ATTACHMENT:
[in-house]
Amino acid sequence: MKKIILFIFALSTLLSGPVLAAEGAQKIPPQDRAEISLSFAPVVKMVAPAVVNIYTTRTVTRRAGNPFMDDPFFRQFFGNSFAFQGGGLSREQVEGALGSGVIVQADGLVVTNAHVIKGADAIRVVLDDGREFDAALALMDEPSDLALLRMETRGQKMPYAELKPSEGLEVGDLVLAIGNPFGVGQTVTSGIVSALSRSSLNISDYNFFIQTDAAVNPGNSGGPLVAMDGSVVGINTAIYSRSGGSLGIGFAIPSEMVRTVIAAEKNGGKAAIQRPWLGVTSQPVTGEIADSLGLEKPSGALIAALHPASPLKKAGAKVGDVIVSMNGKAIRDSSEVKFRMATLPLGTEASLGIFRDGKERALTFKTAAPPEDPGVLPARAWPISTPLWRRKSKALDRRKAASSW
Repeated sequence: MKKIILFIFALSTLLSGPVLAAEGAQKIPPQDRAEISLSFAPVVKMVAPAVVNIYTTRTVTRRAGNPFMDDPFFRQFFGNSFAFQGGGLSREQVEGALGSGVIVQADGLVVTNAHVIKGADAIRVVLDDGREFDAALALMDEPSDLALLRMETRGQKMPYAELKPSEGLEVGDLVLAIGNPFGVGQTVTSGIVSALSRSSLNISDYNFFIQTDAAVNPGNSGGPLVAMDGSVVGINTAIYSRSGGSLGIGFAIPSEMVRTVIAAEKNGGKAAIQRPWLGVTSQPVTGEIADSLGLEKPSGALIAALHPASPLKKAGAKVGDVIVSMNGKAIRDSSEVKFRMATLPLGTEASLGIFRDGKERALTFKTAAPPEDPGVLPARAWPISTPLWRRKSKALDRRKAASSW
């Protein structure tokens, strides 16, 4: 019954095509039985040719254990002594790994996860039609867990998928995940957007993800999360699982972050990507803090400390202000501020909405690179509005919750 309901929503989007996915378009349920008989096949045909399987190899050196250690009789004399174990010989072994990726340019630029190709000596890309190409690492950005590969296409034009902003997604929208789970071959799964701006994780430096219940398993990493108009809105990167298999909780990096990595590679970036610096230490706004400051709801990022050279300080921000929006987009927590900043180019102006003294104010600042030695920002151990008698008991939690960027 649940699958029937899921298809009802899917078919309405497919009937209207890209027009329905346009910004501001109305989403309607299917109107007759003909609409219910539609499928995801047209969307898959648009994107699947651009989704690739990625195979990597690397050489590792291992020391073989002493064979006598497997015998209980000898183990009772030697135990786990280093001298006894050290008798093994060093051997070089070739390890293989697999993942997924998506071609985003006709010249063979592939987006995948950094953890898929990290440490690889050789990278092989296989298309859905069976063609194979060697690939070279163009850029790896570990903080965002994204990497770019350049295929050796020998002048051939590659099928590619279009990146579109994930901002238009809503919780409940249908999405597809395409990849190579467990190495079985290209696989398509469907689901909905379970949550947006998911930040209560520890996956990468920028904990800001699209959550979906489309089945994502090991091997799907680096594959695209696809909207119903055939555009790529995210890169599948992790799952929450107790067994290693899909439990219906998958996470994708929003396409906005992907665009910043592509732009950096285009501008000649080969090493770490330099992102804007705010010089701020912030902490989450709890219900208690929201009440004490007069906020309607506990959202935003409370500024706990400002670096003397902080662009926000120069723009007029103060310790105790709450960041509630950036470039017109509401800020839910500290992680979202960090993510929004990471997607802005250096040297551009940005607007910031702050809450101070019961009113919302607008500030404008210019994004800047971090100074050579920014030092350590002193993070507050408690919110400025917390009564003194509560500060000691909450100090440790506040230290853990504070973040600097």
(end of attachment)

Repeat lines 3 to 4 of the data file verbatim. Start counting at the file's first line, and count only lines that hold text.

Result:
Repeated sequence: MKKIILFIFALSTLLSGPVLAAEGAQKIPPQDRAEISLSFAPVVKMVAPAVVNIYTTRTVTRRAGNPFMDDPFFRQFFGNSFAFQGGGLSREQVEGALGSGVIVQADGLVVTNAHVIKGADAIRVVLDDGREFDAALALMDEPSDLALLRMETRGQKMPYAELKPSEGLEVGDLVLAIGNPFGVGQTVTSGIVSALSRSSLNISDYNFFIQTDAAVNPGNSGGPLVAMDGSVVGINTAIYSRSGGSLGIGFAIPSEMVRTVIAAEKNGGKAAIQRPWLGVTSQPVTGEIADSLGLEKPSGALIAALHPASPLKKAGAKVGDVIVSMNGKAIRDSSEVKFRMATLPLGTEASLGIFRDGKERALTFKTAAPPEDPGVLPARAWPISTPLWRRKSKALDRRKAASSW
């Protein structure tokens, strides 16, 4: 019954095509039985040719254990002594790994996860039609867990998928995940957007993800999360699982972050990507803090400390202000501020909405690179509005919750 309901929503989007996915378009349920008989096949045909399987190899050196250690009789004399174990010989072994990726340019630029190709000596890309190409690492950005590969296409034009902003997604929208789970071959799964701006994780430096219940398993990493108009809105990167298999909780990096990595590679970036610096230490706004400051709801990022050279300080921000929006987009927590900043180019102006003294104010600042030695920002151990008698008991939690960027 649940699958029937899921298809009802899917078919309405497919009937209207890209027009329905346009910004501001109305989403309607299917109107007759003909609409219910539609499928995801047209969307898959648009994107699947651009989704690739990625195979990597690397050489590792291992020391073989002493064979006598497997015998209980000898183990009772030697135990786990280093001298006894050290008798093994060093051997070089070739390890293989697999993942997924998506071609985003006709010249063979592939987006995948950094953890898929990290440490690889050789990278092989296989298309859905069976063609194979060697690939070279163009850029790896570990903080965002994204990497770019350049295929050796020998002048051939590659099928590619279009990146579109994930901002238009809503919780409940249908999405597809395409990849190579467990190495079985290209696989398509469907689901909905379970949550947006998911930040209560520890996956990468920028904990800001699209959550979906489309089945994502090991091997799907680096594959695209696809909207119903055939555009790529995210890169599948992790799952929450107790067994290693899909439990219906998958996470994708929003396409906005992907665009910043592509732009950096285009501008000649080969090493770490330099992102804007705010010089701020912030902490989450709890219900208690929201009440004490007069906020309607506990959202935003409370500024706990400002670096003397902080662009926000120069723009007029103060310790105790709450960041509630950036470039017109509401800020839910500290992680979202960090993510929004990471997607802005250096040297551009940005607007910031702050809450101070019961009113919302607008500030404008210019994004800047971090100074050579920014030092350590002193993070507050408690919110400025917390009564003194509560500060000691909450100090440790506040230290853990504070973040600097």